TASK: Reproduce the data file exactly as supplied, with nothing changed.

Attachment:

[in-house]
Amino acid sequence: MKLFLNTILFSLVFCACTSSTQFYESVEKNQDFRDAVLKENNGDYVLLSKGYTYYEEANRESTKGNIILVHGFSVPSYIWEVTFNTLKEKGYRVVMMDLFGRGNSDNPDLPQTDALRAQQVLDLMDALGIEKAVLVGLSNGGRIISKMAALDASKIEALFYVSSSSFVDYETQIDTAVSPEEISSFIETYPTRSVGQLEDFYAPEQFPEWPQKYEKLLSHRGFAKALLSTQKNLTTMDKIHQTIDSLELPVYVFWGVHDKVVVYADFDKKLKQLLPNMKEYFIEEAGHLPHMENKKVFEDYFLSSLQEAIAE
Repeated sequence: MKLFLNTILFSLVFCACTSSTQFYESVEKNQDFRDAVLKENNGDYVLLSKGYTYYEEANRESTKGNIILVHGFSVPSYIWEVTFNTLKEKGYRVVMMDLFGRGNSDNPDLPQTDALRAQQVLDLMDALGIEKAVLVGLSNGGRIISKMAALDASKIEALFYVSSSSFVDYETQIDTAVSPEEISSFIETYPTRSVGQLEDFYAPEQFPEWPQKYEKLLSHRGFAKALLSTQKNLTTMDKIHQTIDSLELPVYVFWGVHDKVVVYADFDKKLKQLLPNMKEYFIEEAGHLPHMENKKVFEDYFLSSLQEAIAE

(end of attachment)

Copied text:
[in-house]
Amino acid sequence: MKLFLNTILFSLVFCACTSSTQFYESVEKNQDFRDAVLKENNGDYVLLSKGYTYYEEANRESTKGNIILVHGFSVPSYIWEVTFNTLKEKGYRVVMMDLFGRGNSDNPDLPQTDALRAQQVLDLMDALGIEKAVLVGLSNGGRIISKMAALDASKIEALFYVSSSSFVDYETQIDTAVSPEEISSFIETYPTRSVGQLEDFYAPEQFPEWPQKYEKLLSHRGFAKALLSTQKNLTTMDKIHQTIDSLELPVYVFWGVHDKVVVYADFDKKLKQLLPNMKEYFIEEAGHLPHMENKKVFEDYFLSSLQEAIAE
Repeated sequence: MKLFLNTILFSLVFCACTSSTQFYESVEKNQDFRDAVLKENNGDYVLLSKGYTYYEEANRESTKGNIILVHGFSVPSYIWEVTFNTLKEKGYRVVMMDLFGRGNSDNPDLPQTDALRAQQVLDLMDALGIEKAVLVGLSNGGRIISKMAALDASKIEALFYVSSSSFVDYETQIDTAVSPEEISSFIETYPTRSVGQLEDFYAPEQFPEWPQKYEKLLSHRGFAKALLSTQKNLTTMDKIHQTIDSLELPVYVFWGVHDKVVVYADFDKKLKQLLPNMKEYFIEEAGHLPHMENKKVFEDYFLSSLQEAIAE